Labour weekend heralds the start of summer for many with Kiwis around the country flocking to the beach to soak up the sun or venture in for their first swim of the season.
But in a year which has been anything but normal, what adjustments will we have to make when hitting the beach?
While we can enjoy the relative freedom of Covid-19 alert level 1, your beach bag should contain a few extra items this summer.
Your phone: It might be tempting to turn your phone off and leave it in a drawer while you’re on holiday but this year is not the time for a technology detox. A Ministry of Health spokesperson said beach-goers should take their phone with them and log their activities on the NZ Covid Tracer app. You’ll have to add a manual entry for places like the beach which do not have QR code posters.
A mask: If you’re taking public transport to get there, you are encouraged to wear a mask although it’s not mandatory at alert level 1.
As for masks at the beach, that’s up to you. The Ministry of Health says you should consider wearing one when you are in a crowded place and cannot maintain physical distancing. Infectious diseases expert Professor Michael Baker says there’s no need because the evidence was “pretty strong” that almost all transmission happens indoors. “Covid hates ventilation and sunlight,” he said.
Hand sanitiser: It won’t help you avoid the crunch of sand in your fish and chips or your sandwich but a squirt of hand sanitiser before you tuck in will help stop the spread of the virus, the Ministry spokesperson said.
Antihistamines: If you’re prone to hay fever and want to avoid filthy looks from fellow beachgoers, make sure you dose up on antihistamines before you leave home, the ministry said. And don’t forget to cough or sneeze into your elbow.
As for beach etiquette, there were no hard and fast rules under level 1 rather it came down to personal responsibility, Surf Life Saving New Zealand national club and volunteer development manager Chris Emmett said.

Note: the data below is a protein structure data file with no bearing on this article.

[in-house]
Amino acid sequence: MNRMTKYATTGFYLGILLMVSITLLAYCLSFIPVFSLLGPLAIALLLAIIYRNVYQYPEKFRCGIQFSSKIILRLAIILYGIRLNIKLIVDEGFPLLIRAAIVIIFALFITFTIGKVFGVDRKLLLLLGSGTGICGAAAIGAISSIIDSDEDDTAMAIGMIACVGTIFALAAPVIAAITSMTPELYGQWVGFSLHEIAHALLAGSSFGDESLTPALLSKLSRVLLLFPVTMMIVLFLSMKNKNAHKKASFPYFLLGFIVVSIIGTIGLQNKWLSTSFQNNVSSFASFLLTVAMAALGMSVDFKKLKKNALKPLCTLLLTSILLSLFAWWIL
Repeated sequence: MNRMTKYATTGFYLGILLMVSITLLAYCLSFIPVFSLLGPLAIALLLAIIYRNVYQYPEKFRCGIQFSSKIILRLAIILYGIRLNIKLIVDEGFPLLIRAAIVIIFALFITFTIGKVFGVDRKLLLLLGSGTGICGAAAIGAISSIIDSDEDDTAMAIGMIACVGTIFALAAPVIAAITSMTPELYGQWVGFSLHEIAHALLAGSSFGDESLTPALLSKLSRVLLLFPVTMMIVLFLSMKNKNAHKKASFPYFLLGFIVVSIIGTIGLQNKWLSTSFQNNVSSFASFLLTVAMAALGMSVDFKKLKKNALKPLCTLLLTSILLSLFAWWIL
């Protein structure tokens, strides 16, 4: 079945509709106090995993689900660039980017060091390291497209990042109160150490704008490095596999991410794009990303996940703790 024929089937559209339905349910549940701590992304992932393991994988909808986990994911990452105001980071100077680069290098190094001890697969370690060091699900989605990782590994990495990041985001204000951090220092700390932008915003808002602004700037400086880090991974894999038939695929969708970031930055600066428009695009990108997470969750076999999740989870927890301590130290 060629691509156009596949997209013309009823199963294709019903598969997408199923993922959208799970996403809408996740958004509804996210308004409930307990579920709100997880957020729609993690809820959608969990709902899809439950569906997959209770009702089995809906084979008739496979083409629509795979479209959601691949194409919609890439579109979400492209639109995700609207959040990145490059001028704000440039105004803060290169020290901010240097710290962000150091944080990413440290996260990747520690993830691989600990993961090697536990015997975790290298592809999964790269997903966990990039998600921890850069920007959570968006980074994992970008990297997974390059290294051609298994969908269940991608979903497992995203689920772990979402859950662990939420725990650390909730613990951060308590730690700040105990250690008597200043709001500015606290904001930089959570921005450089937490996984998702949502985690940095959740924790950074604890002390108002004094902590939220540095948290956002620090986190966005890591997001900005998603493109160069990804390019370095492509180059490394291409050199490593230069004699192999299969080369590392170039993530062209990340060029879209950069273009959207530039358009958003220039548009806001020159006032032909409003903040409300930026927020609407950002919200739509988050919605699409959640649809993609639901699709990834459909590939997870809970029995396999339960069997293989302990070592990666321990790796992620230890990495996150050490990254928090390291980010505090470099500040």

Emmett said beaches had already been busier than usual this year as Kiwis who would usually travel overseas instead took the chance to enjoy their own backyard – and he expected that would continue.
With physical distancing still encouraged and large numbers expected to hit the beach, Emmett said Surf Life Saving NZ staff and volunteers were looking to do things a little differently.
Weekend patrols start on Saturday in much of Northland, the Bay of Plenty, Coromandel Peninsula and Auckland, and beachgoers are encouraged to swim between the flags as usual.
But, Emmett said staff may widen the flagged area or set up a second set of flags, where conditions and volunteer numbers allowed them to do so safely, to enable physical distancing if the beach became crowded.
Roaming and observational patrols could also be stepped-up this summer in an effort to keep those swimming in other parts of the beach safer.
“That’s just to deal with the numbers of people at the beach. People will see a flagged area and if they see a lot of people they will say, ‘I’ll wait my turn’ or I’ll just swim over here’,” he said.
Overseas lifesaving counterparts had also noticed more people travelling to remote beaches since the start of the outbreak, which would be a challenge for the organisation, Emmett said.
He said that made it more important than ever for people to adhere to the usual safety rules – use the patrolled area; never swim, fish or surf alone; and if in doubt, stay out
Usual club activities like beach education and junior surf lessons would also carry on as usual under level 1.
Emmett said it was higher alert levels which would really make things tricky. The organisation was in the process of checking to see if there could be exemptions for gathering limits at other alert levels as it would not be feasible for lifeguards to try to count people in and out of the water in the flagged areas.
“There’s a lot of personal responsibility that comes with Covid-19,” he said.
If the beach is not your scene and instead you prefer to cool down in the pool, the usual hygiene rules apply, the ministry said. If you have had diarrhoea in the last two weeks, don’t go in the water. Take children to the toilet before swimming and make sure they wash their hands. Where possible shower yourself and your children before putting togs on.
As is the new norm, stay home if you’re sick and call Healthline or your GP who can tell you if you need a Covid-19 test and where to go.
But after making it through months of lockdown, perhaps the most important advice comes from Michael Baker: “In general people should get on and enjoy summer and get on with enjoying the results of the elimination strategy that has been applied. That’s the benefit of going through lockdown and those restrictions,” he said.
“I don’t think there should be any particular limitation on enjoying the summer at level 1.”
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